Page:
Incredible rescue in Yosemite earns valor awards

Park Rangers Jeffery Webb and David Pope
Park Rangers Jeffery Webb and David Pope suspended below a hovering helicopter, pull themselves up against a rock face to rescue an injured climber. If you look carefully, you can see the small red line between the helitack personnel and the climbers. DOI photo.

(Revised on June 7 to include the pilot in the list of people who received awards.)

Four park rangers and a helicopter pilot at Yosemite National Park received awards on May 8, 2014 from Secretary of Interior Sally Jewell for an incredible rescue which required suspending personnel 150 feet below a helicopter that was hovering for an extended period of time close to the vertical rock face of El Capitan in California.

On September 26, 2011 a climber suffered a lead fall which resulted in the amputation of his thumb. Miraculously, the thumb fell onto a nearby ledge and was recovered by the climber’s partner. A traditional rescue from that location involves inserting a team onto the summit, lowering a rescuer 1,000 feet to the injured climber, and then lowering the injured climber and rescuer an additional 2,000 feet to the ground. That takes many hours, would have been complicated by darkness, and would have significantly reduced the chance of successfully reattaching the thumb. Instead, an advanced and experimental technique was used which involves establishing a tag line from the helicopter to the vertical wall. This technique, practiced but never before employed in an actual rescue, requires a long hover time by the pilot while spotters and riggers on board the helicopter establish a fixed line and monitor the helicopter’s position.

Assistant Helitack Foreman Jeff Pirog rigged the tag line and monitored tail and rotor clearances while the helicopter hovered in close proximity to the wall. Yosemite Helitack Foreman, Eric Small, established the tag line from the helicopter by throwing a weighted ball with an attached string from the open door of the helicopter to the injured climber. Once the tag line was established, Mr. Small dropped his end of the tag line down the 150-foot long short haul line to the rescuers suspended blow.

At the end of the short haul rope, Jeffery Webb and David Pope used the tag line to pull themselves over to the climbers and prepared the injured person for evacuation. When they were ready, Mr. Pope and the injured climber were released from the wall and onto the short haul system. The helicopter, piloted by Richard B. Shatto, transported them to El Capitan Meadow where the injured climber and his amputated thumb were transferred to an air ambulance. Later that night doctors successfully reattached the thumb.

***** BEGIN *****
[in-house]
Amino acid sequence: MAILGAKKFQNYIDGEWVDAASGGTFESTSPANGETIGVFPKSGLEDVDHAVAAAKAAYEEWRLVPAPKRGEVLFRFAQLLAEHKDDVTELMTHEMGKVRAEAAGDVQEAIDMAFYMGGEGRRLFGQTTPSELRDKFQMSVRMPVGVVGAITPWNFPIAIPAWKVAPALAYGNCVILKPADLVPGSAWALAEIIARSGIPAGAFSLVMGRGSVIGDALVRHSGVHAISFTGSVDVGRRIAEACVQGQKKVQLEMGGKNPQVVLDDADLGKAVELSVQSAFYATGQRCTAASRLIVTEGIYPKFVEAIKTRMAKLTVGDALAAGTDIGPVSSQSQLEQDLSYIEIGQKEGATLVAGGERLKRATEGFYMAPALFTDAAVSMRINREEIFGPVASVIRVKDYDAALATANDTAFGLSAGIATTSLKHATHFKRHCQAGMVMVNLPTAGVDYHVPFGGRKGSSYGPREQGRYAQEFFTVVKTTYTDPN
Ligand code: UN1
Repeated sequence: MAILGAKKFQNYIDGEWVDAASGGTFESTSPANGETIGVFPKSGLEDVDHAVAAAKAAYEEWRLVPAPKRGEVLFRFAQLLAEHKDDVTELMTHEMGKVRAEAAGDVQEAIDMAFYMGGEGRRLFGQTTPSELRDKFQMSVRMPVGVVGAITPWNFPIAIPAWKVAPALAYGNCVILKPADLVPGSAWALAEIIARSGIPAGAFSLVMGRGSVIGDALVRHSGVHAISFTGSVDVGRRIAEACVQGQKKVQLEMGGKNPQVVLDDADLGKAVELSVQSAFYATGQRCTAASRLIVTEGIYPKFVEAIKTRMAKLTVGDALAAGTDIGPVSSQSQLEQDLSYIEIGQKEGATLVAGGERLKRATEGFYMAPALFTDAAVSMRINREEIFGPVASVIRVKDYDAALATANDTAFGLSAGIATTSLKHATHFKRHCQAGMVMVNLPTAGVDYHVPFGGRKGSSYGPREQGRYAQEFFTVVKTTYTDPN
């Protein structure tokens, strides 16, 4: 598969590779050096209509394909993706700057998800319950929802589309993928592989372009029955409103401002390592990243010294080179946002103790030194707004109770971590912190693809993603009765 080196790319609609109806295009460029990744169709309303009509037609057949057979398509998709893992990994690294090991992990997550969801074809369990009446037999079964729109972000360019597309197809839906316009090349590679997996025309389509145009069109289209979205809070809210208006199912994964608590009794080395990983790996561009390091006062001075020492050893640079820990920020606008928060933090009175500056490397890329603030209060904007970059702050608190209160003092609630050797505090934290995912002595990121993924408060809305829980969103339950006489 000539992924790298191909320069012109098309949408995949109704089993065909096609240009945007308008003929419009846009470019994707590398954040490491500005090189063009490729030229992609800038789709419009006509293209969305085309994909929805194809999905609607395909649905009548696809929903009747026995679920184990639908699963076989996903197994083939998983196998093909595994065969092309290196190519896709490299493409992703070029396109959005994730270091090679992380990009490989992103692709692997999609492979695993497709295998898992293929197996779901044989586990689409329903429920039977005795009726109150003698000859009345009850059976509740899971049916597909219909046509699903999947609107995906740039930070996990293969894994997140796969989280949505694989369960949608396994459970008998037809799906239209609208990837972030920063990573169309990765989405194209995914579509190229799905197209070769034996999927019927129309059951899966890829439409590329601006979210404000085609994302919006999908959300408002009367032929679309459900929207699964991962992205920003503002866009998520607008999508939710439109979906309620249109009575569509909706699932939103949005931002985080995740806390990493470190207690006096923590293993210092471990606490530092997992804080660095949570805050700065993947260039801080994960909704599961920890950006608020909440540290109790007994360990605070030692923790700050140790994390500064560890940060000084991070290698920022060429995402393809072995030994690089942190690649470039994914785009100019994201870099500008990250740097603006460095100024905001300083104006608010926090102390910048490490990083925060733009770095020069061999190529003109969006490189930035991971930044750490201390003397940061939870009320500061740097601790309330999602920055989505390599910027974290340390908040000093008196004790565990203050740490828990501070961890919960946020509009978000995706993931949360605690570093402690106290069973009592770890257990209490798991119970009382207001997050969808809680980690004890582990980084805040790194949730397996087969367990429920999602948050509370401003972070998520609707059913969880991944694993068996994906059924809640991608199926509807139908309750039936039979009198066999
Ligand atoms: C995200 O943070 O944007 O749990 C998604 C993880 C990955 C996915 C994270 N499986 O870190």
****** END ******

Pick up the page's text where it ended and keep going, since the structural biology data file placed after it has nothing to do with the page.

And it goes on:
Mr. Webb remained on the wall with the injured climber’s partner overnight; they were evacuated the following morning.

Department of Interior Valor Awards were given to the four NPS personnel mentioned above: Jeff Pirog, Eric Small, Jeffery Webb, and David Pope. The pilot, Mr. Shatto, was not a DOI employee and therefore not eligible for a Department Valor Award, but he did receive a Citizens Award for Bravery from Secretary Jewell.

Yosemite awards
L. to R.: Jeff Pirog, David Pope, Eric Small, Secretary Jewell, Jeff Webb, and Richard Shatto.

Our thoughts

The amount of expertise required to accomplish something like this is mind-boggling — the training, planning, helitack skills, pilot skills, and rock climbing experience. And to pull it off expertly during an emergency is very impressive and certainly worthy of a major award. Congratulations to all five.

6 thoughts on “Incredible rescue in Yosemite earns valor awards”

  1. I am astonished that the pilot was not included in the award! The level of skill necessary to accomplish this precision hover is extraordinary and should be recognized and commended, for without it all of the efforts of the others wouldnt have been put into play.

  2. When Cal Fire made a decision to provide air rescue (short haul, static and dynamic) management (Cal Fire) adopted the Park Service program. There is short haul, and SHORT HAUL Park Service style, incredible! The helicopter contractor and pilot should have certainly been part of the award process. Maybe they will be featured and given recognition in Vertical. (helio mag).

  3. As a Cal Fire helitack captain one thing I remember about assisting the Park Service in Yosemite (fires) is that on the timber covered areas above these giant monoliths; (one raising over 4700 feet vertically from the Yosemite Valley floor) there is a vertical jet stream (20 knots ?) from the valley floor to the top of the monolith. I don’t know how many of these rescues are accomplished every tourist season by Crane Flat Helitack (Yosemite N.P.) but to say that its incredible is a understatement.

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